Desmond Mcewan PhD Thesis Defence

Title: “Teamwork in Sport”

Chair: Prof Ara Norenzayan (Psychology)
Supervisory Committee: Prof Mark Beauchamp, Research Supervisor (Kinesiology), Prof Bruno Zumbo (Measurement, Evaluation, and Research Methodology)
University Examiners: Prof Anita Hubley (Measurement, Evaluation, and Research Methodology), Prof Kimberly Schonert-Reichl (Human Development, Learning, and Culture)
External Examiner: Prof Robert Grove (School of Human Sciences, University of Western Australia,  Crawley, Australia)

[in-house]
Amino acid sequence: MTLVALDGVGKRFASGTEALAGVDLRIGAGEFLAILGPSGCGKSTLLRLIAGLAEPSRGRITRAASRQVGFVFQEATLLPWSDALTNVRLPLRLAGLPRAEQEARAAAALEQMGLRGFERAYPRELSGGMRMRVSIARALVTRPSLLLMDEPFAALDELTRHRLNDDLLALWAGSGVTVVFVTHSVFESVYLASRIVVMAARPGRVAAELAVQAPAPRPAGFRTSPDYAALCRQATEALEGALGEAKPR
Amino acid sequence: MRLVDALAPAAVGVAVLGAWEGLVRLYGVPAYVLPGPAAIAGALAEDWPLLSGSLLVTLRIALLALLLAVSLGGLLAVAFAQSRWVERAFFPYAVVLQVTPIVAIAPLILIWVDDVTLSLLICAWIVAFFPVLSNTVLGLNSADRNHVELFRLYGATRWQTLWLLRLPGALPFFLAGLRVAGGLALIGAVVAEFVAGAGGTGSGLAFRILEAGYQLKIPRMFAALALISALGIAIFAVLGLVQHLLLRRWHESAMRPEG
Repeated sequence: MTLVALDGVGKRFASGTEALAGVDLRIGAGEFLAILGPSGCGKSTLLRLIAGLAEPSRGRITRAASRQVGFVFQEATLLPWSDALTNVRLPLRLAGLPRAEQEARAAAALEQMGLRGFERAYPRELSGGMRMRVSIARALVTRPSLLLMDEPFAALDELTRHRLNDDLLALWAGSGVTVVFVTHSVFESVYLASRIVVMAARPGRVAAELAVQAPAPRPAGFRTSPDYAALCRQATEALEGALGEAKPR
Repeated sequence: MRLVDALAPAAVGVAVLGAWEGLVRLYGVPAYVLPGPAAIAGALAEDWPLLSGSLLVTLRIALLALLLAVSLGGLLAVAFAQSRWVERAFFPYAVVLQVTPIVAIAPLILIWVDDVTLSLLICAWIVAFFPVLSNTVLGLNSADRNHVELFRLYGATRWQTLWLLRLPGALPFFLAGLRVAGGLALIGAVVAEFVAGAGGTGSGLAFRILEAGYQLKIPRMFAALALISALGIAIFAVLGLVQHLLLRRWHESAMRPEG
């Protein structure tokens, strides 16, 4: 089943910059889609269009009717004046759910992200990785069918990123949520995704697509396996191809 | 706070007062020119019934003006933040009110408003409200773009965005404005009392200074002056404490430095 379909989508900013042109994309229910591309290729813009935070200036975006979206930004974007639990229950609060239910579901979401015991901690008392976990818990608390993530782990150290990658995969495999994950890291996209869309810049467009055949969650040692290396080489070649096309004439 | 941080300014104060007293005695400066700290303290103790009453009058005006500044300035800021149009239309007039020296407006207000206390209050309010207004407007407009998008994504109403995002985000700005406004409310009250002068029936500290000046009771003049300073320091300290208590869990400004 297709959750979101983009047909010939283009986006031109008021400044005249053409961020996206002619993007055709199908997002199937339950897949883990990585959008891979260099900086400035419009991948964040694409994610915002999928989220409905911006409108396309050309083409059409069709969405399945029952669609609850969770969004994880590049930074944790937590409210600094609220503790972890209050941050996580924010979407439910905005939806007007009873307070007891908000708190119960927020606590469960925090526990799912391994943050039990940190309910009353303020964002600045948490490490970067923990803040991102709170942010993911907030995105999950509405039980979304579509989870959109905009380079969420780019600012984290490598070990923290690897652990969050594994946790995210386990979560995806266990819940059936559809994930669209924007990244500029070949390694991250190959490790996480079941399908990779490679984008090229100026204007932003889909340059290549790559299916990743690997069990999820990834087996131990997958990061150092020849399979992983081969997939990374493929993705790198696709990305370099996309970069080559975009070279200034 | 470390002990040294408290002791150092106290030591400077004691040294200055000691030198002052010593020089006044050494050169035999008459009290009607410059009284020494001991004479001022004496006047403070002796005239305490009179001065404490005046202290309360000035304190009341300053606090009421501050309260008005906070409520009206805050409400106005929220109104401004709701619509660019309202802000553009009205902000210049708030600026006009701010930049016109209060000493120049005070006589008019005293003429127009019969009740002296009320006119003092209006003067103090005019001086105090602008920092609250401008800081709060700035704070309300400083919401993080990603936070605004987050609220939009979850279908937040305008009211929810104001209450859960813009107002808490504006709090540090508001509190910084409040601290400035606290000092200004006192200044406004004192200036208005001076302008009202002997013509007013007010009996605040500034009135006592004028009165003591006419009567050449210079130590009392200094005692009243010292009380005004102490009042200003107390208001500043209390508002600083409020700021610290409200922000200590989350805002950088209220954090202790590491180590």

Abstract: In spite of the assumption that teamwork is an important variable within the context of sport, formal research on this construct has been surprisingly limited. As such, the purpose of my doctoral work was to examine teamwork in sport with respect to theoretical, measurement, and applied considerations. This dissertation consisted of six studies. Study 1 was a theoretical and integrative review of teamwork in sport. Within this chapter, a working definition of teamwork in sport, a multidimensional conceptual framework for understanding and investigating this construct, as well as a discussion of how it may relate to important variables in sport were presented. Study 2 involved the development of a 70-item questionnaire to measure teamwork, entitled the Multidimensional Assessment of Teamwork in Sport (MATS). Study 3 involved an examination of the psychometric properties of the MATS, which provided evidence for the reliability and various aspects of validity related to this instrument. In study 4, an assessment of the relationships between teamwork and various group- and individual-level variables was carried out. Large correlations were shown between teamwork and task cohesion, collective efficacy, and satisfaction with team performance; medium correlations were shown between teamwork and social cohesion, satisfaction with individual performance, commitment to one’s team, and enjoyment in one’s sport. Study 5 involved a systematic review and meta-analysis assessing the effectiveness of controlled teamwork training interventions across a range of team contexts. This review was used to inform the development of a theory-based and evidence-informed protocol for enhancing teamwork in sport, which was tested through a pilot intervention in study 6. The results of this study showed that teamwork in sport can be improved through training. In summary, this dissertation has provided: (a) an enhanced understanding of the nature of teamwork in sport; (b) a questionnaire that can be utilized by both sport psychology researchers and applied practitioners to assess a sport team’s perceived level of teamwork; (c) evidence that teamwork is an important variable to consider in sport; and (d) a training program that can be used to enhance teamwork in sport.